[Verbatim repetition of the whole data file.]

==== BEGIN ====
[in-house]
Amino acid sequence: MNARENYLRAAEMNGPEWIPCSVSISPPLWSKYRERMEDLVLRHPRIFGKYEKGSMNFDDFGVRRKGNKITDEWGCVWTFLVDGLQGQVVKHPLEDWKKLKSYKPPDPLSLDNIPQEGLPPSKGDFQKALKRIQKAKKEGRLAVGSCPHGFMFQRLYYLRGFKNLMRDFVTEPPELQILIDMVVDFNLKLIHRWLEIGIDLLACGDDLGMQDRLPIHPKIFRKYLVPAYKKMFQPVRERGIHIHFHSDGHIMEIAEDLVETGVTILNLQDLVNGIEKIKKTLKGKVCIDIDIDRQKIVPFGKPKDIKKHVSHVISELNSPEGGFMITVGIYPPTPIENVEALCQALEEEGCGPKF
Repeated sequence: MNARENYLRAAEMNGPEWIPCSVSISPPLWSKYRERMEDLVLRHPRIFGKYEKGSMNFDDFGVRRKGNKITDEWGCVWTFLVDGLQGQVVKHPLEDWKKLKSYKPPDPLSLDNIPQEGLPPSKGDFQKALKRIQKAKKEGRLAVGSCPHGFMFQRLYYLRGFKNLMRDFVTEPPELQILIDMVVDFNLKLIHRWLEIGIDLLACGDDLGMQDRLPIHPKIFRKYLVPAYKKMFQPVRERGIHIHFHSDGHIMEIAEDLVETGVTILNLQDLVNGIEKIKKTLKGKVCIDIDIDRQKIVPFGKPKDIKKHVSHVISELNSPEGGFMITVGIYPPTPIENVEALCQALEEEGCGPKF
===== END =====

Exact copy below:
[in-house]
Amino acid sequence: MNARENYLRAAEMNGPEWIPCSVSISPPLWSKYRERMEDLVLRHPRIFGKYEKGSMNFDDFGVRRKGNKITDEWGCVWTFLVDGLQGQVVKHPLEDWKKLKSYKPPDPLSLDNIPQEGLPPSKGDFQKALKRIQKAKKEGRLAVGSCPHGFMFQRLYYLRGFKNLMRDFVTEPPELQILIDMVVDFNLKLIHRWLEIGIDLLACGDDLGMQDRLPIHPKIFRKYLVPAYKKMFQPVRERGIHIHFHSDGHIMEIAEDLVETGVTILNLQDLVNGIEKIKKTLKGKVCIDIDIDRQKIVPFGKPKDIKKHVSHVISELNSPEGGFMITVGIYPPTPIENVEALCQALEEEGCGPKF
Repeated sequence: MNARENYLRAAEMNGPEWIPCSVSISPPLWSKYRERMEDLVLRHPRIFGKYEKGSMNFDDFGVRRKGNKITDEWGCVWTFLVDGLQGQVVKHPLEDWKKLKSYKPPDPLSLDNIPQEGLPPSKGDFQKALKRIQKAKKEGRLAVGSCPHGFMFQRLYYLRGFKNLMRDFVTEPPELQILIDMVVDFNLKLIHRWLEIGIDLLACGDDLGMQDRLPIHPKIFRKYLVPAYKKMFQPVRERGIHIHFHSDGHIMEIAEDLVETGVTILNLQDLVNGIEKIKKTLKGKVCIDIDIDRQKIVPFGKPKDIKKHVSHVISELNSPEGGFMITVGIYPPTPIENVEALCQALEEEGCGPKF